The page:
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Re: Secondary and Higher Secondary Marathon

Posted: Thu Jan 31, 2013 12:45 pm
$n^2-n=n(n-1) \equiv 0 (mod10^5)$

Re: Secondary and Higher Secondary Marathon

Posted: Thu Jan 31, 2013 1:58 pm
Well now the full solution : 35
Nadim Ul Abrar wrote:$n^2-n=n(n-1) \equiv 0 (mod10^5)$
Note that $(n,n-1)=1$
So we have two cases

Case 1 :
$n=5^5a, n-1=2^5b$
subtract . You will get a diophentine equation $5^5a-2^5b=1$

It has a solution like $(a,b)=(-3+32t,-293+3125t) \forall t \in \mathbb {Z}$

Its easy to verify that only $t=1$ is valid here .

So we get $n=90625$ .

Case 2 :
$n=2^5a, n-1=5^5b$
which lead us to the diophentine equation $2^5a-5^5b=1$

It has a solution like $(a,b)=(293+3125t,3+32t) \forall t \in \mathbb {Z}$

Its easy to verify that there is no valid $t$ in favour .

Re: Secondary and Higher Secondary Marathon

Posted: Thu Jan 31, 2013 3:05 pm
Problem $\boxed {36}$ (A beautiful problem)

Suppose $ABCD$ is a rectangle and $P,Q,R,S$ are points on the sides $AB, BC, CD. DA$ respectively. Show that
$PQ+QR+RS+SP \geq 2AC$

source : AoPs

Re: Secondary and Higher Secondary Marathon

Posted: Thu Jan 31, 2013 6:23 pm
Nadim Ul Abrar wrote:Problem $\boxed {36}$ (A beautiful problem)
Suppose $ABCD$ is a rectangle and $P,Q,R,S$ are points on the sides $AB, BC, CD. DA$ respectively. Show that
$PQ+QR+RS+SP \geq 2AC$
source : AoPs
Let $P_1,P_2$ be reflection of $P$ over $AD,BC$ respectively. Let $P_3$ be the reflection of $P_1$ over $CD$.
Now $PQ+QR+RS+SP=(P_2Q+QR)+(RS+SP_1) \ge P_2R+P_1R=P_2R+P_3R \ge P_2P_3$
$=\sqrt{P_1P_3^2+P_1P_2^2}=\sqrt{(2AD)^2+(2AB)^2}=2AC$.
Someone else post the next problem.

Re: Secondary and Higher Secondary Marathon

Posted: Thu Jan 31, 2013 7:09 pm
WoW . Waht a Co-incidence . I did post quite same solution there .

Re: Secondary and Higher Secondary Marathon

Posted: Thu Jan 31, 2013 8:11 pm
Nadim Ul Abrar wrote:WoW . Waht a Co-incidence . I did post quite same solution there .
Great minds think alike!
Well, actually once Pritom showed me a transformation problem involving hexagons and the solution he made used same kinds of reflections I used here. So you may call it a copied idea

Re: Secondary and Higher Secondary Marathon

Posted: Fri Feb 01, 2013 9:54 pm
Probelm $37$: $\mathbb{N}$ is the set of positive integers and $a\in\mathbb{N}$. We know that for every $n\in\mathbb{N}$, $4(a^n+1)$ is a perfect cube. Prove that $a=1$.
Source: Iran NMO-2012-4.
Note: In BdMO Summer Camp-2012, a similar problem was given in the Number Theory problem set.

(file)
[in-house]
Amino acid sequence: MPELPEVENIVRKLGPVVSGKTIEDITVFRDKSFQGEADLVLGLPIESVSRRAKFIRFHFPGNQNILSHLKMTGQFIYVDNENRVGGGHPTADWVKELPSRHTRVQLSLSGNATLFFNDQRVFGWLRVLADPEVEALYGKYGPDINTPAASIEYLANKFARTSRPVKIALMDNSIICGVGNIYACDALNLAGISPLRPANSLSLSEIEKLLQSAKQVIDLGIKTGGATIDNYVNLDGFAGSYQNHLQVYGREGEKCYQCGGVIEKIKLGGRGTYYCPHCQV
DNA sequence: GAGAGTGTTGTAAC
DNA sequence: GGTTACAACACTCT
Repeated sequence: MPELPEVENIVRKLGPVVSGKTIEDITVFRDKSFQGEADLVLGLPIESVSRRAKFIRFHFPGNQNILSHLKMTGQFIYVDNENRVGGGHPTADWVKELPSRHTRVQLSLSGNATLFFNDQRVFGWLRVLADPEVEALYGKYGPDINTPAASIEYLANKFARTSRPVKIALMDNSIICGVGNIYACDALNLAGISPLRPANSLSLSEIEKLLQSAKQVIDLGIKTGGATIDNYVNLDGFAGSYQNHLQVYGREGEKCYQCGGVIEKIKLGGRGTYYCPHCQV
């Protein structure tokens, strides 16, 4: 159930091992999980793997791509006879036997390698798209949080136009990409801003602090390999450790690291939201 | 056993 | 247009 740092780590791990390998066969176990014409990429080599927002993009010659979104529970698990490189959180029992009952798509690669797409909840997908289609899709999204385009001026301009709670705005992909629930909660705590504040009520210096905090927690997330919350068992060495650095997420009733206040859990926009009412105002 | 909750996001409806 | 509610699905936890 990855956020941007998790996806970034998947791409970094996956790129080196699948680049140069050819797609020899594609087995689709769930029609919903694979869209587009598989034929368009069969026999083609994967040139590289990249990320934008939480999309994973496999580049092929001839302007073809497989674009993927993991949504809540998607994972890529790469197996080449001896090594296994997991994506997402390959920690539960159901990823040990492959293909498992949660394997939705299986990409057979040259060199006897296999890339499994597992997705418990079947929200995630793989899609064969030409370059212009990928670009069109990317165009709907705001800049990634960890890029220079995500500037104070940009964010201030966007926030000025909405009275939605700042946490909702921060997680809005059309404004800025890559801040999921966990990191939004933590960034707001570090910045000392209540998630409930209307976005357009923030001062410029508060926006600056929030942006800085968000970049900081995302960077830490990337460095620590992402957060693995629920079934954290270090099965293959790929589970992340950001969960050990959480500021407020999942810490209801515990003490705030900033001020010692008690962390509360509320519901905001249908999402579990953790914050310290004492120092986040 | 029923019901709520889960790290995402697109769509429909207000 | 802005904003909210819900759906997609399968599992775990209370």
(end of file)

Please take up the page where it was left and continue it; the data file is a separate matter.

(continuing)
Zubaer vai gave a 'cruxy' solution, but unfortunately I don't remember it. So I solved it with brute force.
Does anybody remember?

Re: Secondary and Higher Secondary Marathon

Posted: Sat Feb 02, 2013 1:57 pm
Tahmid Hasan wrote:Probelm $37$: $\mathbb{N}$ is the set of positive integers and $a\in\mathbb{N}$. We know that for every $n\in\mathbb{N}$, $4(a^n+1)$ is a perfect cube. Prove that $a=1$.
Source: Iran NMO-2012-4.
Note: In BdMO Summer Camp-2012, a similar problem was given in the Number Theory problem set.
Zubaer vai gave a 'cruxy' solution, but unfortunately I don't remember it. So I solved it with brute force.
Does anybody remember?
L.T.E. finishes it just in two lines. But don't appreciate this kind of proofs now. So I looked for other proofs but went in vain. I am very unhappy with my L.T.E. based proof. If anybody can find any other proof, please post it here. @Tahmid vai, please post your proof and if you can still remember Zubayer vai's nice proof, please post it, too.

Divide both sides of the equation by four and define, $a^2+1=2z^3$
Taking $\pmod {4}$ shows $z$ is odd. If $z=1$, we are done, if not, then let $p$ be a prime divisor of $z$. Note that $p$ is odd and co-prime to $a^2$. Suppose $p^{3c}||a^2+1$. So $p^{3c+1}||4\big ((a^2)^p+1^p\big )=4(a^{2p}+1)\Longrightarrow \quad$ it is not a perfect cube. A contradiction, so done.

Re: Secondary and Higher Secondary Marathon

Posted: Sun Feb 03, 2013 8:55 pm
Tahmid Hasan wrote:Probelm $37$: $\mathbb{N}$ is the set of positive integers and $a\in\mathbb{N}$. We know that for every $n\in\mathbb{N}$, $4(a^n+1)$ is a perfect cube. Prove that $a=1$.
Source: Iran NMO-2012-4.
Note: In BdMO Summer Camp-2012, a similar problem was given in the Number Theory problem set.
Zubaer vai gave a 'cruxy' solution, but unfortunately I don't remember it. So I solved it with brute force.
Does anybody remember?
There's a typo, it's from Iran NMO-2008
Phelembac Adib Hasan wrote:@Tahmid vai, please post your proof and if you can still remember Zubayer vai's nice proof, please post it, too.
Sorry, I don't but I remember Mahi and Nadim vai solved it using ring.
My solution: Note that if $a=1,4(a^n+1)=8=2^3$.
Now assume $a>1$.
$4(a^9+1),4(a^3+1)$ are both perfect cubes, so their quotient $a^6-a^3+1$ is a perfect cube too.
$\forall a>1,a^3-1>0 \Rightarrow a^6-a^3+1<(a^2)^3$
So $a^6-a^3+1 \le (a^2-1)^3 \Rightarrow a^2(3a^2-a-3)+2 \le 0$.
But $\forall a>1, 3a^2>a+3$, so we have a contradiction.

Re: Secondary and Higher Secondary Marathon

Posted: Tue Feb 05, 2013 9:14 pm
Problem 38:

$3^x+7^y=n^2$
how many integer solutions for $(x,y)$ are there?